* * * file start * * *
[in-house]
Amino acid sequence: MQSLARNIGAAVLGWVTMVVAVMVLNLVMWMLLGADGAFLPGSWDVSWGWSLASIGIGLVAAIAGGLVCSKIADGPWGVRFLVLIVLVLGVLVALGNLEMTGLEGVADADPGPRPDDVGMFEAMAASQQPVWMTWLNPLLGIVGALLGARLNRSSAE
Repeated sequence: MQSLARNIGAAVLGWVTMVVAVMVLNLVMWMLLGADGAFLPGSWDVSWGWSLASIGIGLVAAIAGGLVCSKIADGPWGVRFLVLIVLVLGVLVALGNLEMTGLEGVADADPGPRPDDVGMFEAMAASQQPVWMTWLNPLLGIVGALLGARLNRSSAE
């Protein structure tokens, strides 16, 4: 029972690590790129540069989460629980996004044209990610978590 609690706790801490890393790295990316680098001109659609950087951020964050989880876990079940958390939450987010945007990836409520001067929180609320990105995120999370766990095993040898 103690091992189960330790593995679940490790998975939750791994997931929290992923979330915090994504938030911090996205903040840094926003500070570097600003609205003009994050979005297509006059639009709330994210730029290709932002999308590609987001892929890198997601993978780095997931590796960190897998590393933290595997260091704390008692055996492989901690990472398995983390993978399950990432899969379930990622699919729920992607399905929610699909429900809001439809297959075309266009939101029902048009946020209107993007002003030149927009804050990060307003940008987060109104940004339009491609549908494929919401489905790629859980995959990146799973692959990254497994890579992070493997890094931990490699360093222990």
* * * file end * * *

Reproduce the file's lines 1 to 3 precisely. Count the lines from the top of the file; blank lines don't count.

[in-house]
Amino acid sequence: MQSLARNIGAAVLGWVTMVVAVMVLNLVMWMLLGADGAFLPGSWDVSWGWSLASIGIGLVAAIAGGLVCSKIADGPWGVRFLVLIVLVLGVLVALGNLEMTGLEGVADADPGPRPDDVGMFEAMAASQQPVWMTWLNPLLGIVGALLGARLNRSSAE
Repeated sequence: MQSLARNIGAAVLGWVTMVVAVMVLNLVMWMLLGADGAFLPGSWDVSWGWSLASIGIGLVAAIAGGLVCSKIADGPWGVRFLVLIVLVLGVLVALGNLEMTGLEGVADADPGPRPDDVGMFEAMAASQQPVWMTWLNPLLGIVGALLGARLNRSSAE